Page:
The world was in absolute shock and the Neapolitans couldn’t believe their senses when the world’s most expensive player moved to one of the world’s poorest cities and led the team which have never won a Serie A title to two Scudetti and a UEFA cup. The signing of Maradona itself was a huge reason for the people of Naples to celebrate but when he won them the titles they could’ve never imagined of, that’s the moment when the Argentine boy Diego Maradona became Santo Diego for them. With the streets of Naples painted in blue with flags and ribbons and chants hailing Diego pulsating everywhere, it took months for Neapolitans to fall back to their senses and accept that they have become the champions of Italy. And for one last time, Neapolitans were out on 25th November 2020, wearing the blue colour, carrying Diego’s photos and chanting his name through the streets of Naples, as their Saint, the greatest of all-time bid adieu to the mortal world.
Debates on Maradona’s might as a player and a person shall go on forever but for the city of Naples and its people, Maradona is so much more than just the greatest football player of all time. He will remain a godly figure, a ray of hope, an emotion that led them through their darkest times. He had the courage, conscience, and resilience to take football beyond the pitch and elevate it to a political act embarking millions of hearts with a sense of hope and feeling of redemption.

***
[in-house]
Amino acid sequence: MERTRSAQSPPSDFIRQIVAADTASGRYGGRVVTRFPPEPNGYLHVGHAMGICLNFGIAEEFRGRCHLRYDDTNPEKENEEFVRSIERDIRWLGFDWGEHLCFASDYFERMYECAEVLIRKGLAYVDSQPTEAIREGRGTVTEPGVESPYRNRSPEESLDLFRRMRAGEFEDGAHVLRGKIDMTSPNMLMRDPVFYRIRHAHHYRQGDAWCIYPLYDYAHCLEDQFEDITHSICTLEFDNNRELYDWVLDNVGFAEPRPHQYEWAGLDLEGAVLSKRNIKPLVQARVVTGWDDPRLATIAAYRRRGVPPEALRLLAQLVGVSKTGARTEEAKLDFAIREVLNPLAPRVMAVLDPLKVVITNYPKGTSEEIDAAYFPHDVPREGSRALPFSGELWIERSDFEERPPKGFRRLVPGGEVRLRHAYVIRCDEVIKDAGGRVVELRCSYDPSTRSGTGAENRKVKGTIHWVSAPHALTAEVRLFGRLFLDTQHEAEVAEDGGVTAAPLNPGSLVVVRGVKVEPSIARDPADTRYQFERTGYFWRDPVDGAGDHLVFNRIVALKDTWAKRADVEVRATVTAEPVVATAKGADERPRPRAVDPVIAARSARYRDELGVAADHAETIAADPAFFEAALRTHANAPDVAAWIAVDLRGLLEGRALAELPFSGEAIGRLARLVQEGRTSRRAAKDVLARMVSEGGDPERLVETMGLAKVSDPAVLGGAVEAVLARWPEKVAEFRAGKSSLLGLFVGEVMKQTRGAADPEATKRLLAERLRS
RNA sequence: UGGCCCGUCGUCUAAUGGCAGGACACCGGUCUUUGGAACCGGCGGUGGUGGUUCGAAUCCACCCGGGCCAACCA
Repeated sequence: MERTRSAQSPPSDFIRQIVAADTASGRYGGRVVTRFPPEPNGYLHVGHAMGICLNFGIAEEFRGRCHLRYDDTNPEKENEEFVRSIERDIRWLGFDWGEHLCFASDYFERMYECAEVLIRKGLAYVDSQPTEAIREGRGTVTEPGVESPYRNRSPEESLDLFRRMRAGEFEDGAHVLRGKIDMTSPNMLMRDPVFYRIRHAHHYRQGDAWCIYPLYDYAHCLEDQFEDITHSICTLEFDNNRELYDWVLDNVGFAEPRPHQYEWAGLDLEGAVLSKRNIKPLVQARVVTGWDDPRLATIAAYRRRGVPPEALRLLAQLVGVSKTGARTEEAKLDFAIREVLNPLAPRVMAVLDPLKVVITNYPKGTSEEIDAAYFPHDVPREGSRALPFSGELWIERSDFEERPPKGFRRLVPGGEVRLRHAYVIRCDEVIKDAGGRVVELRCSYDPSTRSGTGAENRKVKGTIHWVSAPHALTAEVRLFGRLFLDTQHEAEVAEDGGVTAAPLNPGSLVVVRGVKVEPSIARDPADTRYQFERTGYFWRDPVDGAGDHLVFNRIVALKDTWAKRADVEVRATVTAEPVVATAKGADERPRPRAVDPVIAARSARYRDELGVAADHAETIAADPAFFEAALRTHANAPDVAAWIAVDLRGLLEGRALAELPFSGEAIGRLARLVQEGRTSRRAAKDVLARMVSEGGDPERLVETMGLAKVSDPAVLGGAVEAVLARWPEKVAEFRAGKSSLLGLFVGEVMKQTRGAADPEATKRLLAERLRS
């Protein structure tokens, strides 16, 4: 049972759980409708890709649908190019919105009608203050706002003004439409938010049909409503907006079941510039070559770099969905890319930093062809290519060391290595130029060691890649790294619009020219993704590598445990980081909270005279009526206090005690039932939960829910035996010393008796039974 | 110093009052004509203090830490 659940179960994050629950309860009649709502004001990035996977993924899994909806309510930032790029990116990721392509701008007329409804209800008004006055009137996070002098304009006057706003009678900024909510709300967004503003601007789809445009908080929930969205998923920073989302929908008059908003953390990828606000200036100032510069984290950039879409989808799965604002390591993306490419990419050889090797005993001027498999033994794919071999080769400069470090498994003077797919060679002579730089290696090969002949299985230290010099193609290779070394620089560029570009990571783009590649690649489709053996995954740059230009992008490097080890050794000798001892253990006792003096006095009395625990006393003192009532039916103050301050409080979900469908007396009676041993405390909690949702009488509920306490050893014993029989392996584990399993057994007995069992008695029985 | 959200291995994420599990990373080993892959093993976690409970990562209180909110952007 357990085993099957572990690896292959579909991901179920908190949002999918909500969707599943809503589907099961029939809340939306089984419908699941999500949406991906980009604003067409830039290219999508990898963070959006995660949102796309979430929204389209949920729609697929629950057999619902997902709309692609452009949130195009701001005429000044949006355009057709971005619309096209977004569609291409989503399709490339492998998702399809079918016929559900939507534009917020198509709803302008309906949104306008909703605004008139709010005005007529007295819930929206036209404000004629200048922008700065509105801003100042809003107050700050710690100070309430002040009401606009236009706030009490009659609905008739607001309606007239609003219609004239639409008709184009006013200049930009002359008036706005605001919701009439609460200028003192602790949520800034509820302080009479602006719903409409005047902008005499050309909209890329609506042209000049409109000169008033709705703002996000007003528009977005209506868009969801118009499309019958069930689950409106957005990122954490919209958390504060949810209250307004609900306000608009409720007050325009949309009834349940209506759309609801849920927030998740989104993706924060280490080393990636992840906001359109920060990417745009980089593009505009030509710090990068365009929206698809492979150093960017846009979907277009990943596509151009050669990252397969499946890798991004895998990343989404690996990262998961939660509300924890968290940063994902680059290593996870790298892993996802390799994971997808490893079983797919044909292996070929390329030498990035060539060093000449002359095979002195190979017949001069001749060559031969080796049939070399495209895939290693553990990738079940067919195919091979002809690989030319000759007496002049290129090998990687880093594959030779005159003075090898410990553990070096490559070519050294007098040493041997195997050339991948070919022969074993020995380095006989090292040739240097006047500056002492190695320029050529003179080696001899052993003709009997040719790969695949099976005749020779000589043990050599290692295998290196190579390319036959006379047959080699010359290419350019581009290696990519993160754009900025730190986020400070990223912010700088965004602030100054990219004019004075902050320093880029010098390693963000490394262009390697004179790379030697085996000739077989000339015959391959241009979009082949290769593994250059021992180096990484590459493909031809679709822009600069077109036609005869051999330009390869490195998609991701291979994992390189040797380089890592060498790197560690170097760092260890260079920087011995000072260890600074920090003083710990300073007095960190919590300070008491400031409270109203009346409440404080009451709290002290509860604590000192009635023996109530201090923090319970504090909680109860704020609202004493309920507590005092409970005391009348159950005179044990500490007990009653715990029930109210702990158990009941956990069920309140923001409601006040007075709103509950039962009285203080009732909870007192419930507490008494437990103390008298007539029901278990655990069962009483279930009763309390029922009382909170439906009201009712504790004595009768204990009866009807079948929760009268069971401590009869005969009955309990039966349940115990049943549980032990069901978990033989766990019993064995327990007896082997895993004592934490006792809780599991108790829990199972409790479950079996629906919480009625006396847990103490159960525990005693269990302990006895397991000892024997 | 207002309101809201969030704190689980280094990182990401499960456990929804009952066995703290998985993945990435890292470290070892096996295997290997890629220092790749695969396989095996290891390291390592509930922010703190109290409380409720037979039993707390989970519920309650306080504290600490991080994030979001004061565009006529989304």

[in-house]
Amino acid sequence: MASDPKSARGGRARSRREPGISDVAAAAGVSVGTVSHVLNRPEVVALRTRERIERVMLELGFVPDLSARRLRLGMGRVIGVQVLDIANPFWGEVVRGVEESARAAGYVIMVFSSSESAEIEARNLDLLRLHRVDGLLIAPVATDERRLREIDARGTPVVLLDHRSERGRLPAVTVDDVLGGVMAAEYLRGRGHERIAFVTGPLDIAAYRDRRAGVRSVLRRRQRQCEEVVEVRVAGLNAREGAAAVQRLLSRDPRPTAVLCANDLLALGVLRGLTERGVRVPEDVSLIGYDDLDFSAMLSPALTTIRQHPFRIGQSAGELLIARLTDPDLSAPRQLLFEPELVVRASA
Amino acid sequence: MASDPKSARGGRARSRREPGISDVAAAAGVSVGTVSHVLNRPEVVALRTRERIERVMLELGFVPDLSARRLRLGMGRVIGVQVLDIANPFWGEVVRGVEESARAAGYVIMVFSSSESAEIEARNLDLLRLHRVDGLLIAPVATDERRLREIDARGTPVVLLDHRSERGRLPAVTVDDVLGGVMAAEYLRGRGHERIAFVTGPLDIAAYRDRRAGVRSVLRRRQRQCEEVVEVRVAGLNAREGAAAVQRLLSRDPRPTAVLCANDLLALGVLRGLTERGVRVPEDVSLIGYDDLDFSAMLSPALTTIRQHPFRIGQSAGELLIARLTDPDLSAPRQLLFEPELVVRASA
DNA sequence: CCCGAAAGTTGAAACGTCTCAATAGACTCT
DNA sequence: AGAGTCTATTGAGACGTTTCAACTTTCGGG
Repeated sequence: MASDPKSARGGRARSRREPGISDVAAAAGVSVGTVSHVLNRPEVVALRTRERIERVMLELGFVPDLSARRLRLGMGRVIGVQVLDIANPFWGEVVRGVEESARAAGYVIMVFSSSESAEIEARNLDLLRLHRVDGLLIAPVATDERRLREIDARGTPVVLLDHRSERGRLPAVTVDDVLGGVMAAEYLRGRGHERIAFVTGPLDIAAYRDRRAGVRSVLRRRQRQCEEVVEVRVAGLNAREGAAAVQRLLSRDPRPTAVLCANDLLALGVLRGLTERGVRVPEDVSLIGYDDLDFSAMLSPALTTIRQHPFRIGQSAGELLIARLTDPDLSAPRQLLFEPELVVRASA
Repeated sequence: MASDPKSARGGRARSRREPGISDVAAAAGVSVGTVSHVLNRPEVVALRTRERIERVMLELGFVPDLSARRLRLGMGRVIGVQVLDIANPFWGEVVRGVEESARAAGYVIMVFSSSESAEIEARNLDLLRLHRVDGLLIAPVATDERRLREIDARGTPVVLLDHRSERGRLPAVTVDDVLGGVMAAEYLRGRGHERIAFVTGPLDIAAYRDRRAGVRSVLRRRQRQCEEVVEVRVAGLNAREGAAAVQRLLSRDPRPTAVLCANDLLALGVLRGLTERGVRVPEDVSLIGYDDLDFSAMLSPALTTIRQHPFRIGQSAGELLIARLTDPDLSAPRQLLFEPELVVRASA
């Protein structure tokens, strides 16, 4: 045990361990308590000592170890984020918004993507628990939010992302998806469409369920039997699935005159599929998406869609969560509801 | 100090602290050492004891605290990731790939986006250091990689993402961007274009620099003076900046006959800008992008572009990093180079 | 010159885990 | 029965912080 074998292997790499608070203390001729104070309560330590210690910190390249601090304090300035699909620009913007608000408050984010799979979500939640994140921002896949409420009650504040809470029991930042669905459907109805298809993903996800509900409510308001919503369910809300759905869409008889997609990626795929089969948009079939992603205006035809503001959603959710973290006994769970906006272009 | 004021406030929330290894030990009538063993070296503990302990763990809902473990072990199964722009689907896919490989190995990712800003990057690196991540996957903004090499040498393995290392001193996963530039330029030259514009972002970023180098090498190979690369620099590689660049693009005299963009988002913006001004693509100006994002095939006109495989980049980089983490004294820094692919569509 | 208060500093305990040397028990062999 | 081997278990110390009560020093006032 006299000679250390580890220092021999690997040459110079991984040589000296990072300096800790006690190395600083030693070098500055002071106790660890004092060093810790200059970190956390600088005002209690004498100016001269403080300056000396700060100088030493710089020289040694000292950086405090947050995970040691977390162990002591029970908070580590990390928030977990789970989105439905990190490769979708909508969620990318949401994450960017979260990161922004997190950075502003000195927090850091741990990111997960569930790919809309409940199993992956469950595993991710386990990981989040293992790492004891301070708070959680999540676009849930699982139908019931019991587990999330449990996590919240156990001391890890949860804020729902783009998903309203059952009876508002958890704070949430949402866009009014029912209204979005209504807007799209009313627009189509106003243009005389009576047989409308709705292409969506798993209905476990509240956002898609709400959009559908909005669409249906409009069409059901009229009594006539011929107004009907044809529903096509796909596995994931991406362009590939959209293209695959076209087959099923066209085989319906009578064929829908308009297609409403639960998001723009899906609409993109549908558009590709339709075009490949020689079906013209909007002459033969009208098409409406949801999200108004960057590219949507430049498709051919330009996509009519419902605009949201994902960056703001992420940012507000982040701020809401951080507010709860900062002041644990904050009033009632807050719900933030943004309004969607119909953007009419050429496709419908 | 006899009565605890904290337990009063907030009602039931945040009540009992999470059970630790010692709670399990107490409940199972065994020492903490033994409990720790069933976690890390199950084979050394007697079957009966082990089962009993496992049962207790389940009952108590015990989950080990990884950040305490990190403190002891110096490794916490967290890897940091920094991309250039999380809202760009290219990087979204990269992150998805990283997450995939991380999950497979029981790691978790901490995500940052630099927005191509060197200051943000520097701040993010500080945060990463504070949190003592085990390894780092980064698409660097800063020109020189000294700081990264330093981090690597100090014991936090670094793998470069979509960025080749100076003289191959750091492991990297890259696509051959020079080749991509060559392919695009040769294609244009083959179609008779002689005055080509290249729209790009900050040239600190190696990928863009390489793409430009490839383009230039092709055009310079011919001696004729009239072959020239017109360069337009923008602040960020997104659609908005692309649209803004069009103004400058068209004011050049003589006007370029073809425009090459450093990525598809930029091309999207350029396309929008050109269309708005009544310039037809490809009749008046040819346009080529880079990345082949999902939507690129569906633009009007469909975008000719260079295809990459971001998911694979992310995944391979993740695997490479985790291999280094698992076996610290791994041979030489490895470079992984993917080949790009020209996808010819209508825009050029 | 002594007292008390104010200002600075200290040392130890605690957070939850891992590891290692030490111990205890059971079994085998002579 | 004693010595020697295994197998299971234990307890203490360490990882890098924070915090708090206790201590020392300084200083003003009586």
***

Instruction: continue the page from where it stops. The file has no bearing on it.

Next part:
From the slums of Buenos Aires to attaining the stature of a demigod for millions of Argentines and Neapolitans, Maradona was all a footballer could ever imagine of becoming. He has etched his name in golden scripts in the history of world football and the people of Naples, Argentina and football lovers across the globe through his charisma, leadership qualities and love for the game. Maradona might be flawed as a person but as a player, no one can ever reach the greatness he has achieved with a ball at his feet. He had qualities which no other footballing personalities can never boast about. He wasn’t a player but a politician who rebelled against the atrocities against the people. Football was just a medium for him. Diego’s might is beyond football and the politics of nations. Wherever he’s played, no one could ever own the player in Maradona. He was never a player for a particular club or country but the people, he represented them as one among them. That is the sole reason why the people of Napoli still celebrates Diego, decades after his departure, not as a person or a player but as Santo Diego, the Saint send by God to save them from all the atrocities. For Neapolitans, Maradona stays eternal, he’s the patron saint of Naples and champion of the people. And they celebrate him now and forever by singing,
‘OH, MAMMA, MAMMA, MAMMA, DO YOU KNOW WHY MY HEART BEATS?
‘I’VE SEEN MARADONA, I’VE SEEN MARADONA, AND MAMMA, I’M IN LOVE.’